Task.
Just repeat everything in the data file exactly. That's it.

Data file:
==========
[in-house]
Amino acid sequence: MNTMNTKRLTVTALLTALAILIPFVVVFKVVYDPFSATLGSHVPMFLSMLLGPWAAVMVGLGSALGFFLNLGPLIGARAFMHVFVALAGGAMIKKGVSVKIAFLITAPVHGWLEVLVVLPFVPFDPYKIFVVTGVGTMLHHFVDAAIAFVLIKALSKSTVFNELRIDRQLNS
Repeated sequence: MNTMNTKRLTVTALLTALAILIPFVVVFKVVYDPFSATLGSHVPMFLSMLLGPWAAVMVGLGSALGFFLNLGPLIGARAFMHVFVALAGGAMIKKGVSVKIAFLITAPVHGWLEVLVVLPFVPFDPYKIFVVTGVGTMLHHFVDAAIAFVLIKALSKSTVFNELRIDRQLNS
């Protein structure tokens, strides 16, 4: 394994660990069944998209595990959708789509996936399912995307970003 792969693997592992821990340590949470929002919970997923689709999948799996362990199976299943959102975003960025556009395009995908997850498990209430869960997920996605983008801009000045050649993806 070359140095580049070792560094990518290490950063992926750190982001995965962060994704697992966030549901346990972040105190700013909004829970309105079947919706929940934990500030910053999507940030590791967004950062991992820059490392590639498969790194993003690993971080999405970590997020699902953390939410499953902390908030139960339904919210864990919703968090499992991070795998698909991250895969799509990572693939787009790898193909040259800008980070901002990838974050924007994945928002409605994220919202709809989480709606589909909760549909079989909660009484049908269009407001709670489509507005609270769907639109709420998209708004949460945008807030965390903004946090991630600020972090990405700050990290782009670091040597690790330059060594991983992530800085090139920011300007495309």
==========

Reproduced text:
[in-house]
Amino acid sequence: MNTMNTKRLTVTALLTALAILIPFVVVFKVVYDPFSATLGSHVPMFLSMLLGPWAAVMVGLGSALGFFLNLGPLIGARAFMHVFVALAGGAMIKKGVSVKIAFLITAPVHGWLEVLVVLPFVPFDPYKIFVVTGVGTMLHHFVDAAIAFVLIKALSKSTVFNELRIDRQLNS
Repeated sequence: MNTMNTKRLTVTALLTALAILIPFVVVFKVVYDPFSATLGSHVPMFLSMLLGPWAAVMVGLGSALGFFLNLGPLIGARAFMHVFVALAGGAMIKKGVSVKIAFLITAPVHGWLEVLVVLPFVPFDPYKIFVVTGVGTMLHHFVDAAIAFVLIKALSKSTVFNELRIDRQLNS
């Protein structure tokens, strides 16, 4: 394994660990069944998209595990959708789509996936399912995307970003 792969693997592992821990340590949470929002919970997923689709999948799996362990199976299943959102975003960025556009395009995908997850498990209430869960997920996605983008801009000045050649993806 070359140095580049070792560094990518290490950063992926750190982001995965962060994704697992966030549901346990972040105190700013909004829970309105079947919706929940934990500030910053999507940030590791967004950062991992820059490392590639498969790194993003690993971080999405970590997020699902953390939410499953902390908030139960339904919210864990919703968090499992991070795998698909991250895969799509990572693939787009790898193909040259800008980070901002990838974050924007994945928002409605994220919202709809989480709606589909909760549909079989909660009484049908269009407001709670489509507005609270769907639109709420998209708004949460945008807030965390903004946090991630600020972090990405700050990290782009670091040597690790330059060594991983992530800085090139920011300007495309």